Shortly after the terrorist attacks of September 11, 2001, the Belgium-based Society for Worldwide Interbank Financial Telecommunications, or SWIFT, reached an agreement with the United States Treasury Department, pursuant to U.S. subpoenas, to transfer information regarding financial transactions to the U.S. subject to certain limitations in order to protect the privacy of individuals. This made it easier for U.S. counterterrorism efforts to monitor the flow of money through terrorist networks without the knowledge of the suspected terrorists. This week the program was declared to be in violation of Belgian and European Union laws on privacy by the government-sponsored Commission for the Protection of Privacy. The Commission did not demand that the program end all activities immediately, but did demand that its operations be amended in order to be consistent with the Commission’s interpretation of the law (full text of 28-page decision in French, unofficial translation of three-page summary in English [PDF]).
Belgian Prime Minister Guy Verhofstadt was quoted by AP Brussels as saying that the EU would pursue “negotiations as quickly as possible over the question,” because the program would have to be changed. The existence of the program was secret until this past June when classified information about it was leaked to the New York Times. As reported in the Washington Post on Friday:
The decision, announced by Prime Minister Guy Verhofstadt, came as the country’s Data Privacy Commission released a 20-page [sic] report finding that the Belgium-based Society for Worldwide Interbank Financial Telecommunication, or SWIFT, had improperly turned over data from millions of global financial transactions to U.S. anti-terrorism investigators. “It has to be seen as a gross miscalculation by SWIFT that it has, for years, secretly and systematically transferred massive amounts of personal data for surveillance without effective and clear legal basis and independent controls in line with Belgian and European law,” the report says.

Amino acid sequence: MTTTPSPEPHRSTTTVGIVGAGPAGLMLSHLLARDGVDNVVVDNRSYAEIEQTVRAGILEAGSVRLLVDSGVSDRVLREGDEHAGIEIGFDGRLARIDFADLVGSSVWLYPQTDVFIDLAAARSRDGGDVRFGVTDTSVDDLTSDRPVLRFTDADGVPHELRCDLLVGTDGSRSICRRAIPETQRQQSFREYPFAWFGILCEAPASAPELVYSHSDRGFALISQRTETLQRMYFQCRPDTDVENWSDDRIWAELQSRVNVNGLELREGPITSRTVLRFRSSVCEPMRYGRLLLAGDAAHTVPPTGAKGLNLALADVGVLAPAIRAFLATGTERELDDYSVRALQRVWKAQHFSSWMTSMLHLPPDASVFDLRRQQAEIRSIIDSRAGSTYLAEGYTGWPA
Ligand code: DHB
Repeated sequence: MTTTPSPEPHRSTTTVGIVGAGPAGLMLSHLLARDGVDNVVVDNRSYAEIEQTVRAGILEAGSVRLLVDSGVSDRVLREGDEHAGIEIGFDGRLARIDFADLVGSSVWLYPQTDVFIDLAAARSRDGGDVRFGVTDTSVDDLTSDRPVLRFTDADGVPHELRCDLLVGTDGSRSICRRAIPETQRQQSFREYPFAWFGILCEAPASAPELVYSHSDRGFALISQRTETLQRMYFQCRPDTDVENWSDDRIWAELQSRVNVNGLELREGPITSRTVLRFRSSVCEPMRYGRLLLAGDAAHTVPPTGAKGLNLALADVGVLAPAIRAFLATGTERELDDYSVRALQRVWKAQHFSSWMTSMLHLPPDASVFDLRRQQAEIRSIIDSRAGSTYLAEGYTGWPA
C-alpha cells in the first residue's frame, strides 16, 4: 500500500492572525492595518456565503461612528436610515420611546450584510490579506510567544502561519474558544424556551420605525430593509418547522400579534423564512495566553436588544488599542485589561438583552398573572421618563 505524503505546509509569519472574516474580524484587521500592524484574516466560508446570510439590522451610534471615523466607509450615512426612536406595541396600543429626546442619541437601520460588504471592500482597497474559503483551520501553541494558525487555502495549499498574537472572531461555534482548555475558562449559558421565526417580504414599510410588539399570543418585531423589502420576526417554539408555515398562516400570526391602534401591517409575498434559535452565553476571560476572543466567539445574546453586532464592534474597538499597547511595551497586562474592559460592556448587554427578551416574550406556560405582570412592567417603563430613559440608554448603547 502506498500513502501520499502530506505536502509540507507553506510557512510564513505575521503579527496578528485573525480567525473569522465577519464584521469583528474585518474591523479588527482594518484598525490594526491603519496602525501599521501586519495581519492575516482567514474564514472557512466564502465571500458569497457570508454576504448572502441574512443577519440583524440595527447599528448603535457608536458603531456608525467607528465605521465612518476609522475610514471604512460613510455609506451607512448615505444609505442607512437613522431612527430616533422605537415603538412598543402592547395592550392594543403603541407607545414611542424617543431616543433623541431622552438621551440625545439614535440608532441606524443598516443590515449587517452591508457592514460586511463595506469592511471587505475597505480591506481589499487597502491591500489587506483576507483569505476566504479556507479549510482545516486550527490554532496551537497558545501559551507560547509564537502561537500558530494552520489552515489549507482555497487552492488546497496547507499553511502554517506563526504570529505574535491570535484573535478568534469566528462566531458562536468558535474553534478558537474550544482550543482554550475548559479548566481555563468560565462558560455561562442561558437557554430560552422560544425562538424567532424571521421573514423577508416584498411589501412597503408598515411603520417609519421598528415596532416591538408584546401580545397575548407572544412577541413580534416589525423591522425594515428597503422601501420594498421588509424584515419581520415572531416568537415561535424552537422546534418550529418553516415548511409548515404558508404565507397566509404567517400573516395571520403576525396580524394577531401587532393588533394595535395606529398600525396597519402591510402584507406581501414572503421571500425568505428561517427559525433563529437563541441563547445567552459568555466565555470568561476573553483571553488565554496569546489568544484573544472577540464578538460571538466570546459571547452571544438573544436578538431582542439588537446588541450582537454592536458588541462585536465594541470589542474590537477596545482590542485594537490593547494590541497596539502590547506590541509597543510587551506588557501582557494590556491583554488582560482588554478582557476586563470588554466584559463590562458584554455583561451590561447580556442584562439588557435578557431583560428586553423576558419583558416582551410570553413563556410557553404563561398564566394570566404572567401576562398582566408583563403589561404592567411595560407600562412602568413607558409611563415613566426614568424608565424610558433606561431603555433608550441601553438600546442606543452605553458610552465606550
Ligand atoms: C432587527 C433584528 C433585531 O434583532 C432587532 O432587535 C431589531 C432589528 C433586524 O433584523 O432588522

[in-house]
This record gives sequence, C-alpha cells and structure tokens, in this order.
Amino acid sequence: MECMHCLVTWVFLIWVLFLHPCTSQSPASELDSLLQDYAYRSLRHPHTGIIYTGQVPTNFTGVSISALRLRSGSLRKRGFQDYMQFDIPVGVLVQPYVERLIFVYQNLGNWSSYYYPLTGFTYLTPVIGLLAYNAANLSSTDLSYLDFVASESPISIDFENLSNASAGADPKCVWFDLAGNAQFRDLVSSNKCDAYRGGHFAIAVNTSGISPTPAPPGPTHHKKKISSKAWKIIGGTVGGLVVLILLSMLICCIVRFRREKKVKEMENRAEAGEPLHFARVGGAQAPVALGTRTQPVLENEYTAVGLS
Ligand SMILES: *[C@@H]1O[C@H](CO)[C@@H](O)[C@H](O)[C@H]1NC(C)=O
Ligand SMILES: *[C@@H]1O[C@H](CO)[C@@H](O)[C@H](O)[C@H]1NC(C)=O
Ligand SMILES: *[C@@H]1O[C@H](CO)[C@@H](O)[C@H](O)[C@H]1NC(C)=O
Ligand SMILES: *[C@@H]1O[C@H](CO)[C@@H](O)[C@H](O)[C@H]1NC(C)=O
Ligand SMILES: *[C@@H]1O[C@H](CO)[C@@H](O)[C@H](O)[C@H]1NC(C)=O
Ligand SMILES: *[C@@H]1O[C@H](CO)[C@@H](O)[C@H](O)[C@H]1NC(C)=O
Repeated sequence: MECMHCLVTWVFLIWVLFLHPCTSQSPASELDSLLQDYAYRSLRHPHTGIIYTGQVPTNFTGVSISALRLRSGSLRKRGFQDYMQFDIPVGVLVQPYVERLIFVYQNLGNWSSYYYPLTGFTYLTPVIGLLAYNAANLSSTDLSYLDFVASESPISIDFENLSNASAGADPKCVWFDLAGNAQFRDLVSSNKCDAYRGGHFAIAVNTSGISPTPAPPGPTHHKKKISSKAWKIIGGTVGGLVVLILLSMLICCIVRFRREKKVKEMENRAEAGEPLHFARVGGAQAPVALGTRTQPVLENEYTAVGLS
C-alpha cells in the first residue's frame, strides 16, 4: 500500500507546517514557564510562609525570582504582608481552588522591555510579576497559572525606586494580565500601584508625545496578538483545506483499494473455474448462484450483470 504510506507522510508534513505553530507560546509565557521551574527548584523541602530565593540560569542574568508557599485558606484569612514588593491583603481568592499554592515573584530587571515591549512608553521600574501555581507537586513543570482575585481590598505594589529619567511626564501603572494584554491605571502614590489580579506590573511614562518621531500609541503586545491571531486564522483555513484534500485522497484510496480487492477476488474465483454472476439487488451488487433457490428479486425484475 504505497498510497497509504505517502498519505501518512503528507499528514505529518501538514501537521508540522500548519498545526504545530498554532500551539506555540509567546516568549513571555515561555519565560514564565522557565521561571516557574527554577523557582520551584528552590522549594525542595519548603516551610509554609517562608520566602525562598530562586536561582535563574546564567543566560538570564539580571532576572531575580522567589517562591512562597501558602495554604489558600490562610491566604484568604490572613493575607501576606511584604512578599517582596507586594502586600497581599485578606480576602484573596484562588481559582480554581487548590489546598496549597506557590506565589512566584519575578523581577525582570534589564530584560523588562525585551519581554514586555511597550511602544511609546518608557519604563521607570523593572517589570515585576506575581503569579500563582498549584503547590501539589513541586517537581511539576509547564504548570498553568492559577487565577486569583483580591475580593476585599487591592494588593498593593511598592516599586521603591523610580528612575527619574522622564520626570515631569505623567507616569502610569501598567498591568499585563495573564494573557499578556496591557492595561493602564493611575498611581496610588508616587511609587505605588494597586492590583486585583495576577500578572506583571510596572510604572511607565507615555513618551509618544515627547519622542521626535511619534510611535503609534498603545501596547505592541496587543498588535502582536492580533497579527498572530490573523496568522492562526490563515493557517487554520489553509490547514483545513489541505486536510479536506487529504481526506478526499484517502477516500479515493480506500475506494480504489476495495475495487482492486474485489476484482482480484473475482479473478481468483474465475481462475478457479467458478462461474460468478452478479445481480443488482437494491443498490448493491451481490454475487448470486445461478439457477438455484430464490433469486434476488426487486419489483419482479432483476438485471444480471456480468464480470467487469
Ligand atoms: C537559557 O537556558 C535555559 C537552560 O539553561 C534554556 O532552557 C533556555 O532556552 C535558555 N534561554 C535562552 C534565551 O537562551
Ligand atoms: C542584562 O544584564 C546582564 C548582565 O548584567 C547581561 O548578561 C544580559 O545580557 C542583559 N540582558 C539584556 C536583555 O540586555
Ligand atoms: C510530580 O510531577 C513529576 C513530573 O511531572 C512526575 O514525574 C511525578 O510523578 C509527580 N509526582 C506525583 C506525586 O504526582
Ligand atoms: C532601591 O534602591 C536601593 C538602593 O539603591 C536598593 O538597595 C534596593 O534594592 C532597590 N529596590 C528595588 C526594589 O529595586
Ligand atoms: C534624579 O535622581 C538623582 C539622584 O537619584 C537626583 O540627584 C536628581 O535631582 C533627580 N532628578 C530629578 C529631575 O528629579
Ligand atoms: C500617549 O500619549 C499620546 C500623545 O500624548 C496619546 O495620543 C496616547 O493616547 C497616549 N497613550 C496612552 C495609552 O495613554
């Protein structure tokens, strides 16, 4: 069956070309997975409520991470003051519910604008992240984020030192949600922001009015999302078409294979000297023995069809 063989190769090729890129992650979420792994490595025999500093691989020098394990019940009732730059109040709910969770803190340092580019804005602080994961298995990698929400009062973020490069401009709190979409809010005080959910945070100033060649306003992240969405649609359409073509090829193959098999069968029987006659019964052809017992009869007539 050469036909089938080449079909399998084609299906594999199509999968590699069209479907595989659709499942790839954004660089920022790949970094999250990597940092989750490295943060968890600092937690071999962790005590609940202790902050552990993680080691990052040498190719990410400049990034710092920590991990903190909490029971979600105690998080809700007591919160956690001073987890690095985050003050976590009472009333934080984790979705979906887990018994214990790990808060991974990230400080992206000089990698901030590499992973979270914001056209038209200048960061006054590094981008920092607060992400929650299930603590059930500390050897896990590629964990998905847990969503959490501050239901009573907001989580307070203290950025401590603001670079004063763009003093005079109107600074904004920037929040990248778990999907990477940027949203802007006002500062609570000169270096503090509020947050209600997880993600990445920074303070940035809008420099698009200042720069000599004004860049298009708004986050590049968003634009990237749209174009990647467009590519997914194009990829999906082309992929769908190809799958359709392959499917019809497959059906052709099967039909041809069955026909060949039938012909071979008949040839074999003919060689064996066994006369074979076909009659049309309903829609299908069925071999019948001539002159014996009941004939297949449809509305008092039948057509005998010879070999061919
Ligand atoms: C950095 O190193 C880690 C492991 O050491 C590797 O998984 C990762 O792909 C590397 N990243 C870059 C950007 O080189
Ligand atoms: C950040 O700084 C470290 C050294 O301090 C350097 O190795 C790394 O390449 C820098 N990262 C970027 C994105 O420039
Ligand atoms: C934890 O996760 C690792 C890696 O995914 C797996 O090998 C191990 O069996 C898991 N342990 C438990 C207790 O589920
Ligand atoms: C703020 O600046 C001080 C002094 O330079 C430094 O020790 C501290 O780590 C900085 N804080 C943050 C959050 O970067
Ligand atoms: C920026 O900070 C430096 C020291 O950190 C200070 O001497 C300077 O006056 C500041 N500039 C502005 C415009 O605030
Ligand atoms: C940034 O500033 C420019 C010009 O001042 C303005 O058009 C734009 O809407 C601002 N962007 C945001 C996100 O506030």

Leonard H. Schrank, SWIFT’s chief executive, said in a telephone interview that the cooperative “believes we complied with everything and respected to the fullest extent possible the privacy law in Belgium. But the trouble is data privacy laws in Europe are quite difficult to follow. They’re not drafted for national security issues.” SWIFT said in a statement that it had relinquished data to the U.S. Treasury Department only after it had been “subject to valid and compulsory subpoenas” from U.S. authorities…
The Post goes on to say that “Europeans tend to support strong efforts against terrorist groups… but many Europeans believe that U.S. policies go too far…” The initial premise of this statement is not accurate; as Lorenzo Vidino notes in Al-Qaeda in Europe, most European countries do not seriously punish or in some cases even prohibit acts which constitute logistical support for terrorism, only the terrorist acts themselves (p. 110).